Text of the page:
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It's Business as Usual for Braves

BASEBALL PLAYOFFS / NATIONAL LEAGUE

Smoltz pitches seven-plus innings and Rocker closes out 7-5 victory over Astros as Atlanta clinches division series.

October 10, 1999|JASON REID | TIMES STAFF WRITER

HOUSTON — The Atlanta Braves repeatedly rebounded from numbing setbacks this season while earning another division championship.

Apparently, the well isn't dry.

Adding another chapter to their decade-long National League success story, the Braves outlasted the Houston Astros, 7-5, Saturday afternoon for a division-series-clinching victory before 48,553 in the Astros' final game at the Astrodome.

"You know, we've been very fortunate," said Atlanta Manager Bobby Cox, whose team is 15-2 in five division series. "We've had a good club for a long time, and when the season starts, this is what you talk about."

The Braves' actions speak loudly.

They won the series, 3-1, after losing a division-series opener for the first time.

Starter John Smoltz pitched seven-plus solid innings Saturday and the Braves took command with a five-run sixth while chasing Astro starter Shane Reynolds and taking a 7-0 lead.

As it turned out, the Braves needed the cushion.

The Astros rallied, cutting the deficit to 7-5 with a four-run eighth--the big blow Ken Caminiti's three-run home run against Smoltz. Caminiti batted .471 with three homers and eight runs batted in against the Braves.

Houston had a runner on second base in the ninth with none out and its Nos. 3, 4 and 5 batters waiting to face Atlanta left-hander John Rocker, who had entered the game with two out in the eighth and struck out Craig Biggio swinging with a runner on third.

In the ninth, Rocker struck out Jeff Bagwell and Carl Everett swinging. Caminiti hit a fly ball to center field to end the series.

Rocker, who earned a save, also escaped a bases-loaded, none-out jam in the 10th inning Friday.

Atlanta now prepares for its annual appearance in the league championship series, reaching this point eight consecutive seasons, not including the 1994 strike year.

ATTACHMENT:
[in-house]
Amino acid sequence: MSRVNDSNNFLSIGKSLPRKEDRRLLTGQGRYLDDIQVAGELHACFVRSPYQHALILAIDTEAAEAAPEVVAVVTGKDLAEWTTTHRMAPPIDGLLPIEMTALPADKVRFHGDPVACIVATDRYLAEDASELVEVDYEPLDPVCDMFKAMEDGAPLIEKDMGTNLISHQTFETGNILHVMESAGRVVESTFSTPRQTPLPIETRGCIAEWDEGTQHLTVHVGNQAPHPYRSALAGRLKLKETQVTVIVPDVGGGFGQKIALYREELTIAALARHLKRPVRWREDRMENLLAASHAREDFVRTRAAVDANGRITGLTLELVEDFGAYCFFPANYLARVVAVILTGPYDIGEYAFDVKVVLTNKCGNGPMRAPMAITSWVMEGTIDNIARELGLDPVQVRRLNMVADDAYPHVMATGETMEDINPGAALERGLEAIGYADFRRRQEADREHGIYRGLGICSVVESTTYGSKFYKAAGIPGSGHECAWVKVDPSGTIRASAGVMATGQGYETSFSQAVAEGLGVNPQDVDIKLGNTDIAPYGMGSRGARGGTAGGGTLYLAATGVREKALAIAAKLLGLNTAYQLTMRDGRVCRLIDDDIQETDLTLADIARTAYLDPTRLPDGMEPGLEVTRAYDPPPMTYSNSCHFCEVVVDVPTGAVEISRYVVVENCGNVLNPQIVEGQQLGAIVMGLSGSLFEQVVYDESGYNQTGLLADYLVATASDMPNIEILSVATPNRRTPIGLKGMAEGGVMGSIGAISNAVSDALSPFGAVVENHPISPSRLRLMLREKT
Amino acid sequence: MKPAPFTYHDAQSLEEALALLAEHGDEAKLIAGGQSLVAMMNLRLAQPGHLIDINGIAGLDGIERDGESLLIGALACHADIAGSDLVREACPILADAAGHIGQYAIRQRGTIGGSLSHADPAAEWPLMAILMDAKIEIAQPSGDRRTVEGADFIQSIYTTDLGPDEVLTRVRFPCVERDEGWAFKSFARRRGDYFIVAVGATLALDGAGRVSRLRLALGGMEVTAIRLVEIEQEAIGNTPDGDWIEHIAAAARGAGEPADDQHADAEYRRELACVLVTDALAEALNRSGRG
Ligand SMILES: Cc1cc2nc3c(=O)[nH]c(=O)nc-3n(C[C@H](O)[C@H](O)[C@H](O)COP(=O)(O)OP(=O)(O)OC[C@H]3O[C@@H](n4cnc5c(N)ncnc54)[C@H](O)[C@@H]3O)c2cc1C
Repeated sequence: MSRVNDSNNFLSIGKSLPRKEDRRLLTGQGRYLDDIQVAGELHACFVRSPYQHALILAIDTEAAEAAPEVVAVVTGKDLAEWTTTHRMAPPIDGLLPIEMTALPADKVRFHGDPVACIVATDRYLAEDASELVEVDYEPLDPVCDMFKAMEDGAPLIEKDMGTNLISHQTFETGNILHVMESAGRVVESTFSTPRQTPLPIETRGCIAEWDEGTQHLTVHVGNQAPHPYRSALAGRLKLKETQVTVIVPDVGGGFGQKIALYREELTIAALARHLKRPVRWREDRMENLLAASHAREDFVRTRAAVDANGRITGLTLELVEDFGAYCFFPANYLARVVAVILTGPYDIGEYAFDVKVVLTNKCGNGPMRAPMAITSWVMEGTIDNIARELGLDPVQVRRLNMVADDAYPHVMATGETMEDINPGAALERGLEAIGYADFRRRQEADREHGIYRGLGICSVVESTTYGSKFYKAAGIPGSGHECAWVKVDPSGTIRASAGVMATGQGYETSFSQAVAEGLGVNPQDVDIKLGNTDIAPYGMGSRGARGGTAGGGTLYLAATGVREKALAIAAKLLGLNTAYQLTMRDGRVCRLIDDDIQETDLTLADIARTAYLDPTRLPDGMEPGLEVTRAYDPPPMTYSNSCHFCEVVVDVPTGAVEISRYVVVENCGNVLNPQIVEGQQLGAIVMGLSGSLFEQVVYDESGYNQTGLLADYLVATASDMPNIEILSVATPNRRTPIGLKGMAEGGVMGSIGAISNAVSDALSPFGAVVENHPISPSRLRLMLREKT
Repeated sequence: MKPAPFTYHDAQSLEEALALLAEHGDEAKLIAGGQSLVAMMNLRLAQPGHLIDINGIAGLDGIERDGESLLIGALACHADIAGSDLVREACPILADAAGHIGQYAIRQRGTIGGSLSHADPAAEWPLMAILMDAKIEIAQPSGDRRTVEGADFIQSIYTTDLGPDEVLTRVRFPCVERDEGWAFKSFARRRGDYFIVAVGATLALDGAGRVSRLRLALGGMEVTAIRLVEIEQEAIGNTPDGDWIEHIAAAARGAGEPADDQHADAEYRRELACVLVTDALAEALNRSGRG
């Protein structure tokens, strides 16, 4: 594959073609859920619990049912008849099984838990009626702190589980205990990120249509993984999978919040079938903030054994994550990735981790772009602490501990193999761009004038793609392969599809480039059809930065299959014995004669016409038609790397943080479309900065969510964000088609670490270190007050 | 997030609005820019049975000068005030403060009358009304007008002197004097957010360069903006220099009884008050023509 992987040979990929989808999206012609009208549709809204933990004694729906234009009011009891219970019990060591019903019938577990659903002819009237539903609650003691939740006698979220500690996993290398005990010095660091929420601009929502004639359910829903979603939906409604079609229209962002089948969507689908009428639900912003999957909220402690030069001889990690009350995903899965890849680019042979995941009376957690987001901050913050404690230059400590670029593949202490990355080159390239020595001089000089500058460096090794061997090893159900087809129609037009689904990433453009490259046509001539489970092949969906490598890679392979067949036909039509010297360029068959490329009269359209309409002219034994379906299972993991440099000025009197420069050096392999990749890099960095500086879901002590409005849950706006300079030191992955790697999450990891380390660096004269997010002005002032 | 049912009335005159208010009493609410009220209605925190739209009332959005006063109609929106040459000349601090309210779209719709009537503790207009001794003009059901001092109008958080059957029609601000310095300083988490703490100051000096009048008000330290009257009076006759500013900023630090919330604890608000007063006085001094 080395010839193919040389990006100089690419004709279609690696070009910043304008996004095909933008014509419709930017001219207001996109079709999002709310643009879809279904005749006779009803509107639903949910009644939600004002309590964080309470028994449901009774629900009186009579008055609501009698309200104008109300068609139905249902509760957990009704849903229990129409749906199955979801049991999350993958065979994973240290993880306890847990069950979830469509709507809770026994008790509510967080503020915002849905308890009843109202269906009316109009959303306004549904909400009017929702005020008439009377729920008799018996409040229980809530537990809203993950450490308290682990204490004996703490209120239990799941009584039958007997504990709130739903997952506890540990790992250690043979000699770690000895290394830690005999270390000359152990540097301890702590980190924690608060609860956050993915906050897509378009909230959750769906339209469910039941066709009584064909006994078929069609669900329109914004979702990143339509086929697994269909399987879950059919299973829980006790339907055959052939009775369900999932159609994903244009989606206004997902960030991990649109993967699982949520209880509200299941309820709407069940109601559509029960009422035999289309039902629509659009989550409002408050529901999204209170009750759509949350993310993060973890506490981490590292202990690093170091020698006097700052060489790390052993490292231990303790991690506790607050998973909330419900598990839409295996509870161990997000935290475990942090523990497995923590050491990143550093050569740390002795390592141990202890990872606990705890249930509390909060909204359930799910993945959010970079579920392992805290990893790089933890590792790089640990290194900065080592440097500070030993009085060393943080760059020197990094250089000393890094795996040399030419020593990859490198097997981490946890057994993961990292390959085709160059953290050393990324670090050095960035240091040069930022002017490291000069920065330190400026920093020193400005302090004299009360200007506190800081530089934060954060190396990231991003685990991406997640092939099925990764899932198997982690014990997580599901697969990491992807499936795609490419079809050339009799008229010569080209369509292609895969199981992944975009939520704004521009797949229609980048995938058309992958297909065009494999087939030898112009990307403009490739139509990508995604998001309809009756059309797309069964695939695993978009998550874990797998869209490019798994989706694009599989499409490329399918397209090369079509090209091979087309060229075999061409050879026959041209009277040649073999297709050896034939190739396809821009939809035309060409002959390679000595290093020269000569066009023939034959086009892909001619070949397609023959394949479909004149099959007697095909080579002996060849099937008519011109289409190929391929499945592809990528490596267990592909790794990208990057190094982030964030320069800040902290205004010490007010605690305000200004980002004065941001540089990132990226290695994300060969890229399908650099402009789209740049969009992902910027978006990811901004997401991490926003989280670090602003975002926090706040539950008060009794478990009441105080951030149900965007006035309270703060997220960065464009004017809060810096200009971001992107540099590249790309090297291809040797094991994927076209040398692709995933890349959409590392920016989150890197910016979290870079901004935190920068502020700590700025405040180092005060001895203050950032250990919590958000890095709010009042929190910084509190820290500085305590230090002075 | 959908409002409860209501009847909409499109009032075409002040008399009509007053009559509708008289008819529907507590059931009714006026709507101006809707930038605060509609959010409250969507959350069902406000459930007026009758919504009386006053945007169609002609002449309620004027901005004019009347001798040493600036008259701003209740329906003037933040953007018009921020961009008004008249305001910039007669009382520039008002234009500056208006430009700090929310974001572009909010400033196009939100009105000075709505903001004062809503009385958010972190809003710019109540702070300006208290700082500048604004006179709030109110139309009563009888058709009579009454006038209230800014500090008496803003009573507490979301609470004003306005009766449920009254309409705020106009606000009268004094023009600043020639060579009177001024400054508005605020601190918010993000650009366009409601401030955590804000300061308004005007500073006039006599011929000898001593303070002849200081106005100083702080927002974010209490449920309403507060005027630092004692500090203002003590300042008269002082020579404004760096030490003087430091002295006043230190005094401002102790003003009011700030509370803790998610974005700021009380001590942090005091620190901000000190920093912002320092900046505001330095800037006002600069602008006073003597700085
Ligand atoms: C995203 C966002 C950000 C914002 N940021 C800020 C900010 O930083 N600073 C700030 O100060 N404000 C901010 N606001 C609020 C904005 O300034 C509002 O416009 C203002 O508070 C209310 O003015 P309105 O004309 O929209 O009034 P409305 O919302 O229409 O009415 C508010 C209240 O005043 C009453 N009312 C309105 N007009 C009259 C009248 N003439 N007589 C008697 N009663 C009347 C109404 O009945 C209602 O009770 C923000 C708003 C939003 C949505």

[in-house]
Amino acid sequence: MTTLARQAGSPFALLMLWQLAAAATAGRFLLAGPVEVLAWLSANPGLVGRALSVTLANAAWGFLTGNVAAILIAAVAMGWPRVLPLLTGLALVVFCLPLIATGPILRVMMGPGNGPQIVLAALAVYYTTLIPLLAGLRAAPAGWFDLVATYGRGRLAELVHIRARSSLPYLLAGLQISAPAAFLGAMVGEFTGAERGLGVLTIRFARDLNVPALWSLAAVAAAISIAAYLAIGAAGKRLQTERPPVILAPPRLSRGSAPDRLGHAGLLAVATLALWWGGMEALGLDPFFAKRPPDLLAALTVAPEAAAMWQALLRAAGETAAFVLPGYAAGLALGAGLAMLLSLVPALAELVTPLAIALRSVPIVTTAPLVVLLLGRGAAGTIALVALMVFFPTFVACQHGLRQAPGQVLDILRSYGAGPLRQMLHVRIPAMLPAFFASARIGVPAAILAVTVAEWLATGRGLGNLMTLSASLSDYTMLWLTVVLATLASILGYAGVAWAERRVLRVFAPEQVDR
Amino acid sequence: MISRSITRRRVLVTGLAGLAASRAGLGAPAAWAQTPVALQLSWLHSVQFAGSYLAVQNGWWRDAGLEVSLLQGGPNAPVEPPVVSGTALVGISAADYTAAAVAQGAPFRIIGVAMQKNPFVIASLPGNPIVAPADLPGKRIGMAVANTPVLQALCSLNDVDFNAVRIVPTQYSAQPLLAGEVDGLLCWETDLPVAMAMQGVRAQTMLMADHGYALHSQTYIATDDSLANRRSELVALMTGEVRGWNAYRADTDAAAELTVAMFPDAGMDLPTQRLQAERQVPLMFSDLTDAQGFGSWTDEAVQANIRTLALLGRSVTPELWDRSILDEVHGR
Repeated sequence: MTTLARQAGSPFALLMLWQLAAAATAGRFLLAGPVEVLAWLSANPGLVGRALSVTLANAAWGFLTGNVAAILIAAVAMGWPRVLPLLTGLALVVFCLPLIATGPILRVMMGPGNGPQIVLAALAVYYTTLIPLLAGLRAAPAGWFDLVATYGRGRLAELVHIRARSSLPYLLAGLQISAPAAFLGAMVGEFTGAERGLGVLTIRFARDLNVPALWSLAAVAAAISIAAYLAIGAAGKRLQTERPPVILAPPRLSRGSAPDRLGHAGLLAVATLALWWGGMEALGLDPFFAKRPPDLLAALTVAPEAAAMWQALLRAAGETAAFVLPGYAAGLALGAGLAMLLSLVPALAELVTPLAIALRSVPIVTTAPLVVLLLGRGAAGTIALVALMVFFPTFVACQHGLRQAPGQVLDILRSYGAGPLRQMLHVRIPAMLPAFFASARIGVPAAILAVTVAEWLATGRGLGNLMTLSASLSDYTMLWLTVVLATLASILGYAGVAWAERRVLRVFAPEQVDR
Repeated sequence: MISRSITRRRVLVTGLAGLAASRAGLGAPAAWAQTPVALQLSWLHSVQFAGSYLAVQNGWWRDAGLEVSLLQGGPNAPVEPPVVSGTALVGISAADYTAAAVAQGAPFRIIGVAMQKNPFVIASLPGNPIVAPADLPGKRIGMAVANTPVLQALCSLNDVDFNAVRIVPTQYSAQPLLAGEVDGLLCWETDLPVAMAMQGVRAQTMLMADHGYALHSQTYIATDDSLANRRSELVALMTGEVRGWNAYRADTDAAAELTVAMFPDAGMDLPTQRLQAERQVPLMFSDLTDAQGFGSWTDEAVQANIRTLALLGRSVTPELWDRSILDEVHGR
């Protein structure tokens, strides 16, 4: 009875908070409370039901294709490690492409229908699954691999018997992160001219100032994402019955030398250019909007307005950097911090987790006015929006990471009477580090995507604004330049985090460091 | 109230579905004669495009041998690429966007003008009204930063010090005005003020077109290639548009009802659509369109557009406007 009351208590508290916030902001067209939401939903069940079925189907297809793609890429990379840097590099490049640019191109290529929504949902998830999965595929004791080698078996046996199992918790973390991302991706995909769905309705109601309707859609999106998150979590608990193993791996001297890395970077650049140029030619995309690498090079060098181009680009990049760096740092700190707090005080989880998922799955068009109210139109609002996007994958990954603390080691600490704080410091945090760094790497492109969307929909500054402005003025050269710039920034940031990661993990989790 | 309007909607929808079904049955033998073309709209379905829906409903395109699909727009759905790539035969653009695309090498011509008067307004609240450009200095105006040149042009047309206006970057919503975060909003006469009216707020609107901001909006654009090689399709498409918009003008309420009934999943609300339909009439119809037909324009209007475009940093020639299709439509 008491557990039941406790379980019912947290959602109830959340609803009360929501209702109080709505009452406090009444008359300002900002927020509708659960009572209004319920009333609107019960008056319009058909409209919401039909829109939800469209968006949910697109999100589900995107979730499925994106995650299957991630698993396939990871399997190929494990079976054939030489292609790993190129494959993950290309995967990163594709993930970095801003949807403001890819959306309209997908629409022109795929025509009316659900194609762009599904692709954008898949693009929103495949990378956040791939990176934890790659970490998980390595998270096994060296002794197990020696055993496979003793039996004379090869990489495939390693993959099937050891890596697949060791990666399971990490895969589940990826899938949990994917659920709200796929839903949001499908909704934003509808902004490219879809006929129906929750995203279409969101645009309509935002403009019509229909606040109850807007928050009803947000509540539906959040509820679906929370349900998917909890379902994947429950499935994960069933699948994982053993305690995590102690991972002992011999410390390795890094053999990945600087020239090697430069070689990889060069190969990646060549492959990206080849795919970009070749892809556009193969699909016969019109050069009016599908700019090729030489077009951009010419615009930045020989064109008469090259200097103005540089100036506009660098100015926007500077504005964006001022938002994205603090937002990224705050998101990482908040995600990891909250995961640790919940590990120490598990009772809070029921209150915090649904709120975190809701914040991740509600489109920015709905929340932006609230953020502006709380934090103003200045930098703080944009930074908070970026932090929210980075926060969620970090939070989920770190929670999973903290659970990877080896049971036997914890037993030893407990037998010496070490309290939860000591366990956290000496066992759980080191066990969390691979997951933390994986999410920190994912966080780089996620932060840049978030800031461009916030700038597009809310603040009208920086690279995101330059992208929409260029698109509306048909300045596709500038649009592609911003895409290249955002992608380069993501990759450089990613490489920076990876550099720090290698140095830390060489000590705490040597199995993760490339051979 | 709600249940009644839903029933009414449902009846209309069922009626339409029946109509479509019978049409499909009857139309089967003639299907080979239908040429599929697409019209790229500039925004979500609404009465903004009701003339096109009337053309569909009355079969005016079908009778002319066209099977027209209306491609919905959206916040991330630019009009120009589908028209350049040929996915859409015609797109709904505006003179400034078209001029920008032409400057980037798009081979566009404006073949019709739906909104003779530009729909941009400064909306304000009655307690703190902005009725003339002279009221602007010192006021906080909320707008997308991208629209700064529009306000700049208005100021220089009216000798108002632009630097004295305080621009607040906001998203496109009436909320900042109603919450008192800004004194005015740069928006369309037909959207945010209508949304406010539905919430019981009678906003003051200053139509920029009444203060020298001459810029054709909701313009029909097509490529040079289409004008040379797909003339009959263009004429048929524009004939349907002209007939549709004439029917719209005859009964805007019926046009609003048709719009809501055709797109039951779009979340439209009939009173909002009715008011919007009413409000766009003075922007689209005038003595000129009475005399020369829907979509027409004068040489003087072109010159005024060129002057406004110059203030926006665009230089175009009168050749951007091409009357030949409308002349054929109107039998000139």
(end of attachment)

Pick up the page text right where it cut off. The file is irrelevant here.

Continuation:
The NL East champions will play host to the the wild-card New York Mets, runners-up in the division. Game 1 is scheduled Tuesday night at Turner Field.

The Braves lost several key players before and during the season because of illness and injuries, including all-star first baseman Andres Galarraga, who was stricken by cancer in spring training. They overcame early pitching problems and withstood the Mets' late-season challenge, absorbing powerful blows and moving forward.

The road to the championship series was much bumpier this time, but the resilient Braves remained on course.

"The thing people don't understand about this team is the focus and the commitment everyone has to win," said Atlanta right fielder and cleanup batter Brian Jordan, who joined the Braves as a free agent during the off-season. "From management down to the players, everyone has that same feeling about what's important and what's needed to get the job done.

"Once we lost Cat [Galarraga] and [catcher] Javy [Lopez], I was a little worried because my job was going to get harder. But that's the thing about this team. No matter how many obstacles we had, we always found a way. Somebody always stepped up and helped, and that's the true test of a winner."

Typically, Smoltz helped in a big way Saturday.

The major leagues' all-time leader in postseason victories was in strong form throughout most of his outing.

Smoltz made a mistake in the eighth and Caminiti capitalized, but he provided a boost through six shutout innings and earned his 12th playoff victory in his 24th start.

"Smoltzy was strong today," Cox said of the 1996 Cy Young Award winner.

"He didn't lose it [his command] at all [in the eighth], it's just hard to contain that team as many innings that we've done that. You know they've got to explode sometime."

Smoltz, working effectively despite chronic elbow pain the last two seasons, provided exactly what Cox figured he would.

Smoltz's Astro counterpart had problems from the outset.

Reynolds earned the victory in the series opener and was working on three days' rest. The right-hander gave up nine hits and Houston Manager Larry Dierker removed him after the Braves' first two batters in the sixth singled to put runners on the corners.

Two pitchers later, the Braves had extended a 2-0 lead into a 7-0 advantage on five more hits and an error, sending 10 batters to the plate.

It appeared the Astros were emotionally zapped after an intense 5-3, 12-inning loss Friday.

They weren't.

But they didn't have enough to complete a comeback.

"[Friday's] game in general, the two bases-loaded situations, and then to give up those [two] runs [in the 12th], was the greatest frustration and the biggest turning point [of the series]," said Dierker, whose team moves into Enron Field next season. "I think the tension and the pressure in [Friday's] game was so great, that even with the comeback [Saturday], I didn't have the same feeling [about the Astros winning]."

(BEGIN TEXT OF INFOBOX / INFOGRAPHIC)

NLCS Schedule

New York Mets vs. Atlanta Braves in best-of-seven series. All games on Channel 4.

* GAME 1: Tuesday, at Atlanta, 5 p.m.

* GAME 2: Wednesday, at Atlanta, 1 p.m.

* GAME 3: Friday, at New York, 5 p.m.

* GAME 4: Saturday, at New York, 4:30 p.m.

* GAME 5: Oct. 17, at New York, 1 p.m.*

* GAME 6: Oct. 19, at Atlanta, 5 p.m.*

* GAME 7: Oct. 20, at Atlanta, 5 p.m.*

Times PDT. * if necessary

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